TEMPLE HILLS — As part of National Apprenticeship Week, Prince George’s County Public Schools (PGCPS) started its Career and Technical Education (CTE) Youth Apprenticeship Program on Nov. 13.
“We need this right now because we need to invest in our children,” said Rita McClary who attended the event looking for opportunities for her two sons, Nasir and Samir, to learn a trade. “It’s a positive experience, and they need to know that the community supports them. They deserve the same opportunities as other counties.”
The program launch was one of 18 events taking place throughout the county for National Apprenticeship Week as a chance to demonstrate support for apprenticeships as well as recognize the benefits of apprenticeships and find ways to meet the needs of employers.
The program was first presented to the Board of Education (BOE) back in June where PGCPS leaders explained their plans to launch a youth apprenticeship program to provide paid and structured workplace learning in plumbing, electrical, carpentry and masonry.
Earlier in the day on Nov. 13, they presented their plans to the Maryland National Apprenticeship Council and were approved to begin signing up students for the program.
The program launch took place at Crossland High School before a group of parents, students and community leaders such as Senator-elect Obie Patterson and District 8 Board of Education Member Edward Burroughs.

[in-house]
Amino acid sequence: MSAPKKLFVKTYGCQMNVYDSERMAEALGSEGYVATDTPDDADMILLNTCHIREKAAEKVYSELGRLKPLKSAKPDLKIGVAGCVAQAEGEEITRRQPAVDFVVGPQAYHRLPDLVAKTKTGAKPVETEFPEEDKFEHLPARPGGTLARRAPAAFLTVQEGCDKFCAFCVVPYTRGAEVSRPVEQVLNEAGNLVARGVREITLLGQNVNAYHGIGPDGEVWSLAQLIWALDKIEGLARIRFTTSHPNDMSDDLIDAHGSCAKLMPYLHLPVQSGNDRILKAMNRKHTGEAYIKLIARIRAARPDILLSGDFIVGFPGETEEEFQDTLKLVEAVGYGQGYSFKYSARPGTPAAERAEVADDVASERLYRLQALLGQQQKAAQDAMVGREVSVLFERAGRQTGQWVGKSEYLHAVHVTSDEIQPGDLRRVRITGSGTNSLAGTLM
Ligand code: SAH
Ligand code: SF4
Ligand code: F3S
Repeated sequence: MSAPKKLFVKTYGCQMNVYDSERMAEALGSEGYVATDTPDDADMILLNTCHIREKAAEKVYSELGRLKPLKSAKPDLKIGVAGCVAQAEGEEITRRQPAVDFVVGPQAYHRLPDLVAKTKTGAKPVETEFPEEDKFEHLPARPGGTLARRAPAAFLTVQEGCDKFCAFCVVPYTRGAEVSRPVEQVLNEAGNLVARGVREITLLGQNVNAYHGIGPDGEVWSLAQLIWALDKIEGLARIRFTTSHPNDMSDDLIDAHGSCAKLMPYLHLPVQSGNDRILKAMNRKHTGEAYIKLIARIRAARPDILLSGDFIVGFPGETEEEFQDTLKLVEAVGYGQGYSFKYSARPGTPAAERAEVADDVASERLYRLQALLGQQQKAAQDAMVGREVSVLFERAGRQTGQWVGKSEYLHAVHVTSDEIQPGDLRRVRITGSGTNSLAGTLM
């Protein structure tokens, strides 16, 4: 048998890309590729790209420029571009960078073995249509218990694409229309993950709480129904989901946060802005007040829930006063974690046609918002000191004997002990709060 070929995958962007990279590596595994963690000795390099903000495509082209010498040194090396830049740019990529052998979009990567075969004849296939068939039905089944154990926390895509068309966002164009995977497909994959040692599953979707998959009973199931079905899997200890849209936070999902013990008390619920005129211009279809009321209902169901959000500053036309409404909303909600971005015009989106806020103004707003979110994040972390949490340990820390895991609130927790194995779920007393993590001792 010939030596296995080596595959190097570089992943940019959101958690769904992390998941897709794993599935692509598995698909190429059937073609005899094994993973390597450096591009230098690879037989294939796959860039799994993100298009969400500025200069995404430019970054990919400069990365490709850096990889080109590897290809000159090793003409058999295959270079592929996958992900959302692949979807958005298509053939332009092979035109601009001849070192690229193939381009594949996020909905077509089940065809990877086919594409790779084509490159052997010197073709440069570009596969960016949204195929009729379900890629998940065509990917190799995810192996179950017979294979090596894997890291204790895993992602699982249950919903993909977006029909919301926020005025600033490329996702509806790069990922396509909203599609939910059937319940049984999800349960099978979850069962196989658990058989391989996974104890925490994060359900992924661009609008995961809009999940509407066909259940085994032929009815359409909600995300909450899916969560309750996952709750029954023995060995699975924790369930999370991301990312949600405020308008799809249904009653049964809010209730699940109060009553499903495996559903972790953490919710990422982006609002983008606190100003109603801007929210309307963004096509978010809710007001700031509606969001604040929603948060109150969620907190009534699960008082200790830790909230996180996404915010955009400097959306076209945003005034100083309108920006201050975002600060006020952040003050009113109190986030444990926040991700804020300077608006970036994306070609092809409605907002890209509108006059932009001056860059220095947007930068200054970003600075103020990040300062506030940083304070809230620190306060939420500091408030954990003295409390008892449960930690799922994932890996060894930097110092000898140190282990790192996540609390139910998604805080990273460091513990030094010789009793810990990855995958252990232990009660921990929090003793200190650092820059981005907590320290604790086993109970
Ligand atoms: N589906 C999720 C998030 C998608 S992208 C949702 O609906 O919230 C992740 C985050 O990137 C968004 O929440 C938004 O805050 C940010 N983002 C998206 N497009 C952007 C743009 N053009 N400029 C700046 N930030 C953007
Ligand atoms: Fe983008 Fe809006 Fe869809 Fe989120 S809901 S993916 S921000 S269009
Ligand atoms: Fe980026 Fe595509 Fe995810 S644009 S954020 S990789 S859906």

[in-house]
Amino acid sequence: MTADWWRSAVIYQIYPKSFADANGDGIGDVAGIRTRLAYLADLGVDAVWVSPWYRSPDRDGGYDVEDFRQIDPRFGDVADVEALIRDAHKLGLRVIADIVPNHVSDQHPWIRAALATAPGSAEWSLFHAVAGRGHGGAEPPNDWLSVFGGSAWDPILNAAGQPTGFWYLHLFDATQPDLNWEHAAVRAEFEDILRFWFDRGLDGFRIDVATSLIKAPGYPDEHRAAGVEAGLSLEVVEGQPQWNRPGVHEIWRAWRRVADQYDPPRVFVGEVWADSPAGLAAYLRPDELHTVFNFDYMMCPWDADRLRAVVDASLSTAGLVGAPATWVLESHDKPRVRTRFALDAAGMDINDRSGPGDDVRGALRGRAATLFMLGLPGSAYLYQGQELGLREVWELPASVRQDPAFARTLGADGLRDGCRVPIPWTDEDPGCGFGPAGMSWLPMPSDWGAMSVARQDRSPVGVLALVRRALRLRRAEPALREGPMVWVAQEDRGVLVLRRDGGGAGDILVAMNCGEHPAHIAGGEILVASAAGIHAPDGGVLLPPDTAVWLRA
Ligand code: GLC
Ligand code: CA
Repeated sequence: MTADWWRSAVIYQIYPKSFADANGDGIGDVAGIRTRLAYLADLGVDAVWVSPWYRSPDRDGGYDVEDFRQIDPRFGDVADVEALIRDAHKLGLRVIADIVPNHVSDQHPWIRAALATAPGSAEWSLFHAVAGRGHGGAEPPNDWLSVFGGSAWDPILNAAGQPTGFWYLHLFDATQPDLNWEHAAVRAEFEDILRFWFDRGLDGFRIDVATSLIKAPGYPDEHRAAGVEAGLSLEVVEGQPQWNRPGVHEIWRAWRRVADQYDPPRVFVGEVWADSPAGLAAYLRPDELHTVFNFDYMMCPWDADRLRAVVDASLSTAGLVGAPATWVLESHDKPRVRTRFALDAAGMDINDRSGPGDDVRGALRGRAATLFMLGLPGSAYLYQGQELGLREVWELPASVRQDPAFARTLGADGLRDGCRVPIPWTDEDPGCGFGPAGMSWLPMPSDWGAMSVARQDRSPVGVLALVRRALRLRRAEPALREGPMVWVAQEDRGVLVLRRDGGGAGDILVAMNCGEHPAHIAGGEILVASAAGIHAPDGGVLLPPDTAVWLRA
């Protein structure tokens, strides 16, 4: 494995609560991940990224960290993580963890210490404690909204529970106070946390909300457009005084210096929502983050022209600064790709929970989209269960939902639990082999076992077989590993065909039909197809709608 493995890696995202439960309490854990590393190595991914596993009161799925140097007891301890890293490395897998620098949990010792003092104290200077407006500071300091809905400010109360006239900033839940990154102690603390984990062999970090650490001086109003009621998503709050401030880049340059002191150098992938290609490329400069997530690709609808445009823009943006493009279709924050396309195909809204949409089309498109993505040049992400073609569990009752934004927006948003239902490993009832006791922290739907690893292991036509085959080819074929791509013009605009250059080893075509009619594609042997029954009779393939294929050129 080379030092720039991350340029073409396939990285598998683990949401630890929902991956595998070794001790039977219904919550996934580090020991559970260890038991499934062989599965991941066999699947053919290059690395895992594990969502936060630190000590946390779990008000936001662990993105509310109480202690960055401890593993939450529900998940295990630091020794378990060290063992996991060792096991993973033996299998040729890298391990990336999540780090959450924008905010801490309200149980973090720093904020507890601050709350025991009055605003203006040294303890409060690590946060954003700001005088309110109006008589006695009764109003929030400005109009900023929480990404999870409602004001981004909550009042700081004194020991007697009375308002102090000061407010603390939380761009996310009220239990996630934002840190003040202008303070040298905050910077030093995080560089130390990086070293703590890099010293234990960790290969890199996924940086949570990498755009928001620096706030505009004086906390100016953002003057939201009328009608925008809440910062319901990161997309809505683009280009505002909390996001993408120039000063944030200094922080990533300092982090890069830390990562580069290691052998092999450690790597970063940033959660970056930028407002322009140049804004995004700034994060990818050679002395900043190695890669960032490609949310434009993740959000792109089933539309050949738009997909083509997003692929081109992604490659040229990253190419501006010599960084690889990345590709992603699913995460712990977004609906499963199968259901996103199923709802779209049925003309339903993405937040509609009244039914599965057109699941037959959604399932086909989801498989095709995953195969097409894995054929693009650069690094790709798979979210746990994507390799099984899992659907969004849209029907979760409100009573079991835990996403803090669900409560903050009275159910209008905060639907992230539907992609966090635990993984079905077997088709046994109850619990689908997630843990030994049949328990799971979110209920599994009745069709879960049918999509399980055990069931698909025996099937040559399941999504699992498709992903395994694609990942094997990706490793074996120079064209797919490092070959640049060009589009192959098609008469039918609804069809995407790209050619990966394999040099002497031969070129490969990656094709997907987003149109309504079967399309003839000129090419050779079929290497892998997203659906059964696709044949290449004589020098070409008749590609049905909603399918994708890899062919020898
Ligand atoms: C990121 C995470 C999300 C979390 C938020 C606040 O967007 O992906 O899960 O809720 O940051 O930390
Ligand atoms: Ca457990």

“Public schools and community colleges, we train individuals for everything that they’re going to be doing for everybody else. We send them out the door and say go get a job, and then we find ourselves with facilities that need to be maintained, infrastructure that needs to be fixed, and we’ve sent all of our greatest assets elsewhere,” said Assistant Secretary of the Maryland Department of Labor, Licensing and Regulation Jim Rzepkowski who opened the program.
“So this is a sincerely a recognition that the greatest assets of Prince George’s County rest and reside here in our public school system and capturing those assets for community members that live here to continue to maintain the school system for future generations.”